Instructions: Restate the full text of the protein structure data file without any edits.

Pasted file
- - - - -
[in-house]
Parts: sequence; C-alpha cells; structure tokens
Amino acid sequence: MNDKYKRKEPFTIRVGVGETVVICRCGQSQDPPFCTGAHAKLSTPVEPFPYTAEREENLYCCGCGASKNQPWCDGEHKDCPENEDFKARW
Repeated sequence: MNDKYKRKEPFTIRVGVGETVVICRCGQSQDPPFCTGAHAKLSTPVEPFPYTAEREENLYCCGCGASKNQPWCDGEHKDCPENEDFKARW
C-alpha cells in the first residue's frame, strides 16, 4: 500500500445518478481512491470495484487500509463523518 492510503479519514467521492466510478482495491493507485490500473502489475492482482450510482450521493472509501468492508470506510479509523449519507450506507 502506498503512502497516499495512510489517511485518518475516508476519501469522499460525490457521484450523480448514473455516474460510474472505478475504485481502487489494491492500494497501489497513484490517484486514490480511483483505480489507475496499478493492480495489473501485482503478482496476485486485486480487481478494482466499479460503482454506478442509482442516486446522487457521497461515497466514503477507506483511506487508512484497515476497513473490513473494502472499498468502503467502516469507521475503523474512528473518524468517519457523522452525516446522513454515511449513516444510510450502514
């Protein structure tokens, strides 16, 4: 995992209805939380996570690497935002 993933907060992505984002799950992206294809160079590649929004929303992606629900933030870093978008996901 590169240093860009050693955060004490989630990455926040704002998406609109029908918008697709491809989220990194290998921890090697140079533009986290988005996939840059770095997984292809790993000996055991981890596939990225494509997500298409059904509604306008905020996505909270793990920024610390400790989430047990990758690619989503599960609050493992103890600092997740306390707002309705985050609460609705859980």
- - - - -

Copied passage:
[in-house]
Parts: sequence; C-alpha cells; structure tokens
Amino acid sequence: MNDKYKRKEPFTIRVGVGETVVICRCGQSQDPPFCTGAHAKLSTPVEPFPYTAEREENLYCCGCGASKNQPWCDGEHKDCPENEDFKARW
Repeated sequence: MNDKYKRKEPFTIRVGVGETVVICRCGQSQDPPFCTGAHAKLSTPVEPFPYTAEREENLYCCGCGASKNQPWCDGEHKDCPENEDFKARW
C-alpha cells in the first residue's frame, strides 16, 4: 500500500445518478481512491470495484487500509463523518 492510503479519514467521492466510478482495491493507485490500473502489475492482482450510482450521493472509501468492508470506510479509523449519507450506507 502506498503512502497516499495512510489517511485518518475516508476519501469522499460525490457521484450523480448514473455516474460510474472505478475504485481502487489494491492500494497501489497513484490517484486514490480511483483505480489507475496499478493492480495489473501485482503478482496476485486485486480487481478494482466499479460503482454506478442509482442516486446522487457521497461515497466514503477507506483511506487508512484497515476497513473490513473494502472499498468502503467502516469507521475503523474512528473518524468517519457523522452525516446522513454515511449513516444510510450502514
């Protein structure tokens, strides 16, 4: 995992209805939380996570690497935002 993933907060992505984002799950992206294809160079590649929004929303992606629900933030870093978008996901 590169240093860009050693955060004490989630990455926040704002998406609109029908918008697709491809989220990194290998921890090697140079533009986290988005996939840059770095997984292809790993000996055991981890596939990225494509997500298409059904509604306008905020996505909270793990920024610390400790989430047990990758690619989503599960609050493992103890600092997740306390707002309705985050609460609705859980």